How you approach Wham! Bang! Pow! Let’s Rock Out! depends on whether you want to spend too long thinking through the sentiment of Argos’s words; if you don’t, tracks like ‘Hooray’ or ‘She Kissed Me (And It Felt Like A Hit)’ or ‘Hospital’ just sound like fantastically refreshing power-pop tracks, replete with overamped guitars, glam handclaps, occasional Theremin-like synths, horns and dizzying levels of unstoppable energy. Spend a bit of time in their company and what you find is a band that’s quietly, subtly matured, but still capable of rocking out as if time stood still.

There’s a fire in my soul / I can’t put it out.” shouts Argos on the album’s irrepressible title track, and that says it all.

(c) 2018 Mat Smith / Documentary Evidence

Berlin Blondes – The Complete Recordings (1980 – 81) (Strike Force Entertainment album, 2018)

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“Like most musical scenes, early synth-pop was littered with groups that didn’t quite make it; bands who should have been more successful than they were but who ultimately watched groups perceived as more deserving of acclaim have huge success and marketing energy bestowed upon them, while they were relegated to the role of mere footnotes – at best.

Such was the case with Glasgow’s Berlin Blondes, who wound up on the sidelines of the 80s synth dawn, already mostly broken up before their solitary album was in the can…”

I reviewed The Complete Recordings 1980 – 81 by overlooked Glasgow synth-pop group Berlin Blondes for the Cold War Night Life website. The album was released on Barney Ashton’s Strike Force Entertainment sub-label of Cherry Red.

Ashton is also the author of the Torsten plays which feature Erasure‘s Andy Bell as the troubled Torsten character. A third installment of the Torsten series is imminently expected.

You can read my review here.

(c) 2018 Mat Smith / Documentary Evidence for Cold War Night Life

Electronic Sound Issue 47

Electronic Sound issue 47 is now available, featuring a very special in-depth look at Wendy Carlos’s work for Stanley Kubrick’s still-disturbing film of Anthony Burgess’s A Clockwork Orange. This month’s musical accompaniment is a CD featuring exclusive ‘responses’ to Carlos’s soundtrack from a whole bunch of electronic music luminaries, including Chris Carter (who worked on the movie as sound assistant), Factory Floor‘s Gabe Gurnsey, Sink Ya Teeth and Jack Dangers. There’s also a nice chat with Barry Adamson, who Sink Ya Teeth recently supported for his October shows in Manchester and London.

This month I contributed an Introducing piece on violinist Jessica Moss, whose new electronically-augmented work Entanglement is both modishly minimalist and refreshingly maximalist. I also reviewed new albums by SAD MAN, whose ROM-COM is his eleventh release in the past year full of eclectic gestures; Demolition by Brooklynite Robert Toher under his Public Memory alias which has all the murkiness of classic Depeche Mode filtered through trip-hop nous; Defiance + Entropy by FORM, a collaboration between Rob Dust, Shelter‘s Mark Bebb and Depeche tribute act Speak & Spell‘s Keith Trigwell; and Where Moth And Rust Consume by Sone Institute on the consistently excellent Front & Follow.

My favourite album this month was the wonderful sax and synths of Frank Paul Schubert and Isambard Khroustaliov with their hypothetical muzak for “the restaurant at the end of the universe”, a hastily-recorded improvised record full of noise and compelling coarseness. Listen to the stellar ‘Maconte, The Cross-Eyed Agony Aunt’ from That Would Have Been Decent at Bandcamp below.

(c) 2018 Mat Smith / Documentary Evidence for Electronic Sound

Jon Spencer – Spencer Sings The Hits! (In The Red album, 2018)

Jon Spencer‘s fantastic debut solo album is perhaps exactly what you’d expect from this purveyor of raucous goodtime rock ‘n’ roll, even if you’ve only taken the most cursory of listens to the Blues Explosion, Boss Hog or Pussy Galore.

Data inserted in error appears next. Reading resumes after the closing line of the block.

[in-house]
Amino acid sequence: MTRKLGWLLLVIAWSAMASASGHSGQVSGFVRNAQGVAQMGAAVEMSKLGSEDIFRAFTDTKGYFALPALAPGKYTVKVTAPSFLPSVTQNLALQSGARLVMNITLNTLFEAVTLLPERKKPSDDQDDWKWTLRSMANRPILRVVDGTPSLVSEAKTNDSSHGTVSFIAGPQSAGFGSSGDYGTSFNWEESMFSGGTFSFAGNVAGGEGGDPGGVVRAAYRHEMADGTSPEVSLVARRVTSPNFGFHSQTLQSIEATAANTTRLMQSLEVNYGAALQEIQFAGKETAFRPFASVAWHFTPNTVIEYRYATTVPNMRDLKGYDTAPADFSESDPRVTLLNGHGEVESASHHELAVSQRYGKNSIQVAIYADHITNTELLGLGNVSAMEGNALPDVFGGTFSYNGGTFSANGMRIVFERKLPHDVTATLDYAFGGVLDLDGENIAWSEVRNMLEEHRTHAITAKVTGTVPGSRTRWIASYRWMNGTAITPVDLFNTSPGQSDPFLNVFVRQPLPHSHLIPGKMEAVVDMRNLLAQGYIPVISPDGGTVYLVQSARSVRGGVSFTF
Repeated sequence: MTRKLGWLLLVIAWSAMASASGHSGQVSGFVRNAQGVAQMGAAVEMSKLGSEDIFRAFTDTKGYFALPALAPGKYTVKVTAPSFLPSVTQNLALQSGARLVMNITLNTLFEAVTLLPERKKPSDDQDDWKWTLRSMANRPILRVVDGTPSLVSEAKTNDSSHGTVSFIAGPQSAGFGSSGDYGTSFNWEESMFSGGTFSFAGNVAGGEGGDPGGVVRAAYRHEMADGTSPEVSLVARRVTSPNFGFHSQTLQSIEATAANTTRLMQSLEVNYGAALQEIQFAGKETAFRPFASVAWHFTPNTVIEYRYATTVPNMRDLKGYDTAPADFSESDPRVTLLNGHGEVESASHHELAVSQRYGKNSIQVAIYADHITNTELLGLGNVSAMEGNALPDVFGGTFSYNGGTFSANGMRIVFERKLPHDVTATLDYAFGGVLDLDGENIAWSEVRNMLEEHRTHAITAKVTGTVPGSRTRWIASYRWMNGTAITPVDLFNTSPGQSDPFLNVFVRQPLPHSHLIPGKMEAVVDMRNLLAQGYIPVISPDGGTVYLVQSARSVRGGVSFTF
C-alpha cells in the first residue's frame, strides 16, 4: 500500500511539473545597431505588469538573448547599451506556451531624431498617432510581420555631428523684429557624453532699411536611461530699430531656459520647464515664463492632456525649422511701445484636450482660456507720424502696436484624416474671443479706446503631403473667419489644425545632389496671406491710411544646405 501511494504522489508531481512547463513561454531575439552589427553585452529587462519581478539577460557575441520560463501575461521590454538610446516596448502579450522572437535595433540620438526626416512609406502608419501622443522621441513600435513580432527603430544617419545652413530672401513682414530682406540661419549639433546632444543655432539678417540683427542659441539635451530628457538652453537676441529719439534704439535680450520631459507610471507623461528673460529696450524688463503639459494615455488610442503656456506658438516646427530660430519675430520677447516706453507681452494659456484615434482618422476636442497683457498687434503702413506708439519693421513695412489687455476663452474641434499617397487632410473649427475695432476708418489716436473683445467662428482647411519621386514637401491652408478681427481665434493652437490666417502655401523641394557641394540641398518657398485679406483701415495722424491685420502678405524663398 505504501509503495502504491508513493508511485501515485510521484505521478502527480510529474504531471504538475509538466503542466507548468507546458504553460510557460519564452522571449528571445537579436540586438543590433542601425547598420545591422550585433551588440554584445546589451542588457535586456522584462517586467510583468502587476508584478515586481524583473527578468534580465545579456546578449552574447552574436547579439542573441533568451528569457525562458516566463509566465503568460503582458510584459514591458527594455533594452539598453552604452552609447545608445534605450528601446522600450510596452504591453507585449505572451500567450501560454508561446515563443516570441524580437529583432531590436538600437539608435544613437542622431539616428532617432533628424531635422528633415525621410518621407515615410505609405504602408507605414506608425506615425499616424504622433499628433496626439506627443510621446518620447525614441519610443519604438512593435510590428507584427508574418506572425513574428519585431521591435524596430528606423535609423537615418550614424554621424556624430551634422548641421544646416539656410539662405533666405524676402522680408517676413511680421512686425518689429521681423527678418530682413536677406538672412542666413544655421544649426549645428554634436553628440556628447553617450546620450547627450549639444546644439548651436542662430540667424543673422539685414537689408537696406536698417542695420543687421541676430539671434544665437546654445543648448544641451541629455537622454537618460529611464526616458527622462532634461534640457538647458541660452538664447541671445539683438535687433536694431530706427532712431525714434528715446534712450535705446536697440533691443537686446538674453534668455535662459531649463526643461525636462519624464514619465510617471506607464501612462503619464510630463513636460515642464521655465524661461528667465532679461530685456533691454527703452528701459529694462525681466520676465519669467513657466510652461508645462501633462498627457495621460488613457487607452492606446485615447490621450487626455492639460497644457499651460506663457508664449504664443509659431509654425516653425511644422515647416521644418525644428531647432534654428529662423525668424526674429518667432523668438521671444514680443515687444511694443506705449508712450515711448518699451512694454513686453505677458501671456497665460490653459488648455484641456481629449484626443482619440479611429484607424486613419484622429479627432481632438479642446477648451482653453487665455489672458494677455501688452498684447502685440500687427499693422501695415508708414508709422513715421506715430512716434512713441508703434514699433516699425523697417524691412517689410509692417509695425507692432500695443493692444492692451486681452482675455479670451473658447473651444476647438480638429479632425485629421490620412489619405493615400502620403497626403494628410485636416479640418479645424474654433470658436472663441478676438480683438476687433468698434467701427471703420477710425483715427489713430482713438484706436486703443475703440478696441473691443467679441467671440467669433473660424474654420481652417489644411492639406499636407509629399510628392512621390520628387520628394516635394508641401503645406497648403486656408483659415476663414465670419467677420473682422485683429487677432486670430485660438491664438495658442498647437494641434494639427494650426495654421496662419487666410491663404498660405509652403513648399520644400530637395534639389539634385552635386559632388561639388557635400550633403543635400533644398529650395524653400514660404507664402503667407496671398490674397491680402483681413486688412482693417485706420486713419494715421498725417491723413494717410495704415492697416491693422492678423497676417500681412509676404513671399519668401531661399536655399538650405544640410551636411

I reviewed Spencer Sings The Hits! for Clash – click here to read my comments. Bellbottoms are optional.

(c) 2018 Mat Smith / Documentary Evidence for Clash

Iv/An – Transmute (0.5 EP, 2018)

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To celebrate Mute‘s 40th anti-versary, electronic musician, 0.5 label owner and Small Doses publisher Iv/An has issued a unique tribute to the formative years of Daniel Miller‘s label.

Iv/An has previously released a carefully-hidden cover of The Normal‘s ‘Warm Leatherette’ – spliced with Donna Summer’s ‘I Feel Love’ – on a CDr that came with an issue of Small Doses that coincided with the 35th anniversary of Miller’s debut single. For its 40th, he has issued a highly limited handmade object in a private edition of just twenty copies, containing a CDr with a new version of ‘Warm Leatherette’ interspersed with sections recognisable from Depeche Mode‘s ‘I Sometimes Wish I Was Dead’ and Nitzer Ebb‘s ‘Join In The Chant’.

The CD also includes a new track ‘FG/FT’ based on Fad Gadget‘s ‘Ricky’s Hand’, ‘New Jerusalem’ by Frank Tovey and another early Ebb track, ‘Violent Playground’; taking the concept of documentary evidence to an obsessive level that I could only ever dream of, the lyrics on ‘FG/FT’ are derived from Biba Kopf’s liner notes to The Fad Gadget Singles, a snippet of Fad’s own ‘Insecticide’ and an old Mute LibTech article about Fad / Frank. The final track on the EP is a cover of Yazoo‘s ‘Bad Connection’ containing sections of ‘Back To Nature’, ‘Salt Lake City Sunday’ and ‘Lady Shave’ by Fad Gadget, and Yazoo’s own ‘Goodbye 70s’. The effect is like listening to an Eric Radcliffe and John Fryer DJ set at a Blackwing Mute staff party, with exclusive invites to just a handful of twenty fortunate souls.

The cardboard sleeve quotes J.G. Ballard’s seminal and controversial 1973 novel Crash, one of the primary influences on Miller’s lyrics for ‘Warm Leatherette’, along with still life photocopied images of Ballard and two of the novel’s narrator’s main muses, both of whom died in car accidents – James Dean and Grace Kelly.

The new version of ‘Warm Leatherette’ is available at 0.5’s Bandcamp page as a free download and can be streamed below. Iv/An has also created a video for the track, which you can also find below.

Link: 0.5 on Bandcamp

 

With thanks to Iv/An for making me one of the fortunate twenty.

(c) 2018 Mat Smith / Documentary Evidence